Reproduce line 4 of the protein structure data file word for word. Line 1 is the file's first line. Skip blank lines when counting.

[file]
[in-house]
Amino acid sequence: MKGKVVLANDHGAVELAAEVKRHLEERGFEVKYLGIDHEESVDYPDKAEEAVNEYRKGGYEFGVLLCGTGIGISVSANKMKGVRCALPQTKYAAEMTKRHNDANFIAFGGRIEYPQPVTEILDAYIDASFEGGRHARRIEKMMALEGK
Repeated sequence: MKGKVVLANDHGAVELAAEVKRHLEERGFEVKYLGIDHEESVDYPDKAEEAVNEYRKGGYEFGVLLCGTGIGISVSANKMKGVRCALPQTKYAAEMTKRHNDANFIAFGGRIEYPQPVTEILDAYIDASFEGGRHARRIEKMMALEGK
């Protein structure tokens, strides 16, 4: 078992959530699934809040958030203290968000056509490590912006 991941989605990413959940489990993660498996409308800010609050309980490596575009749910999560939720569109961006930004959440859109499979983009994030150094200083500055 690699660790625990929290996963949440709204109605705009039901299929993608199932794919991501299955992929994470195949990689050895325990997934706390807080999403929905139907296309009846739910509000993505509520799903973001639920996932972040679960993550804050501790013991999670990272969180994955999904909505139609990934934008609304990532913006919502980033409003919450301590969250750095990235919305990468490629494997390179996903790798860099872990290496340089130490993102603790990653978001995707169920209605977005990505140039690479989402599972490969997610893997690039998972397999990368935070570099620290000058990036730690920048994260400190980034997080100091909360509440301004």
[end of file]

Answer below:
């Protein structure tokens, strides 16, 4: 078992959530699934809040958030203290968000056509490590912006 991941989605990413959940489990993660498996409308800010609050309980490596575009749910999560939720569109961006930004959440859109499979983009994030150094200083500055 690699660790625990929290996963949440709204109605705009039901299929993608199932794919991501299955992929994470195949990689050895325990997934706390807080999403929905139907296309009846739910509000993505509520799903973001639920996932972040679960993550804050501790013991999670990272969180994955999904909505139609990934934008609304990532913006919502980033409003919450301590969250750095990235919305990468490629494997390179996903790798860099872990290496340089130490993102603790990653978001995707169920209605977005990505140039690479989402599972490969997610893997690039998972397999990368935070570099620290000058990036730690920048994260400190980034997080100091909360509440301004």